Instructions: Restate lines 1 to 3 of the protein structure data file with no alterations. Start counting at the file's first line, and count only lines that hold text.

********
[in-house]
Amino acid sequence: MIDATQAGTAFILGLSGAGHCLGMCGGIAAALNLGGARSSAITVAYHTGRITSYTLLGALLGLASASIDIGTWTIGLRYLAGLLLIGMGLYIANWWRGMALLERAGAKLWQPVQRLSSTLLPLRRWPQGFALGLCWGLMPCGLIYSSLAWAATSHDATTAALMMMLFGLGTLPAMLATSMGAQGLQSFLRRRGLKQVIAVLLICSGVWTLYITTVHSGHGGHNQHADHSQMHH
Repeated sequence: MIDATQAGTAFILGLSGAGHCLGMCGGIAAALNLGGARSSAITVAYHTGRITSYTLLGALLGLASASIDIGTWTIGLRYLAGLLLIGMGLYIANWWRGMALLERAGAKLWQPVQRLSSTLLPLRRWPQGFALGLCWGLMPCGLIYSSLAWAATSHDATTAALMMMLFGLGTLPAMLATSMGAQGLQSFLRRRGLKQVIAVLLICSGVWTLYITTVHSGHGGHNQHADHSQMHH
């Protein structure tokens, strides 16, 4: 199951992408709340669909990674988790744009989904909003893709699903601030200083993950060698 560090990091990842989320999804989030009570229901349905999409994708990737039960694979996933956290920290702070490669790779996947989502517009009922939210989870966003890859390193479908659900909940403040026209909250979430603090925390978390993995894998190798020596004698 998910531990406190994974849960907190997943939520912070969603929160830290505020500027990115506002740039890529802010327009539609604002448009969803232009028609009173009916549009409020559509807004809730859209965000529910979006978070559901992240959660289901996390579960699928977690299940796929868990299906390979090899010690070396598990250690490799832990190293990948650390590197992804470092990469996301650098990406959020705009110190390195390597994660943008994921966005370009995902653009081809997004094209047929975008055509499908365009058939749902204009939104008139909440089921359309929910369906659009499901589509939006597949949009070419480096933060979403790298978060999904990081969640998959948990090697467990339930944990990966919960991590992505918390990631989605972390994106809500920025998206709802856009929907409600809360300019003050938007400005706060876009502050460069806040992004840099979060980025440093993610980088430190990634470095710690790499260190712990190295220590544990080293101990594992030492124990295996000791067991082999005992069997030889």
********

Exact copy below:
[in-house]
Amino acid sequence: MIDATQAGTAFILGLSGAGHCLGMCGGIAAALNLGGARSSAITVAYHTGRITSYTLLGALLGLASASIDIGTWTIGLRYLAGLLLIGMGLYIANWWRGMALLERAGAKLWQPVQRLSSTLLPLRRWPQGFALGLCWGLMPCGLIYSSLAWAATSHDATTAALMMMLFGLGTLPAMLATSMGAQGLQSFLRRRGLKQVIAVLLICSGVWTLYITTVHSGHGGHNQHADHSQMHH
Repeated sequence: MIDATQAGTAFILGLSGAGHCLGMCGGIAAALNLGGARSSAITVAYHTGRITSYTLLGALLGLASASIDIGTWTIGLRYLAGLLLIGMGLYIANWWRGMALLERAGAKLWQPVQRLSSTLLPLRRWPQGFALGLCWGLMPCGLIYSSLAWAATSHDATTAALMMMLFGLGTLPAMLATSMGAQGLQSFLRRRGLKQVIAVLLICSGVWTLYITTVHSGHGGHNQHADHSQMHH